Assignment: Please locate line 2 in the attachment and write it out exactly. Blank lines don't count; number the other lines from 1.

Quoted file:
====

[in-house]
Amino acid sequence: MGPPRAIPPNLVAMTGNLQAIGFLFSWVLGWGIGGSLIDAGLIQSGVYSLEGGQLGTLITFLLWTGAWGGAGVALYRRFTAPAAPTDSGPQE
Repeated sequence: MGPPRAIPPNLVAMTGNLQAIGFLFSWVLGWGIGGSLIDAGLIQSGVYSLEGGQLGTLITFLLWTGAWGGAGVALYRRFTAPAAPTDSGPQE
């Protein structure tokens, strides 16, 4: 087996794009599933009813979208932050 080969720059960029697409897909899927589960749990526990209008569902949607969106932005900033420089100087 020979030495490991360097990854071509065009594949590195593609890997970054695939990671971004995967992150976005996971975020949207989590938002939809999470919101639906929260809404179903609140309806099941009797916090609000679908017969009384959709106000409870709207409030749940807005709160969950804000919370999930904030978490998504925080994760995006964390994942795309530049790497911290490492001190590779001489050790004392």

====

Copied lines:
Amino acid sequence: MGPPRAIPPNLVAMTGNLQAIGFLFSWVLGWGIGGSLIDAGLIQSGVYSLEGGQLGTLITFLLWTGAWGGAGVALYRRFTAPAAPTDSGPQE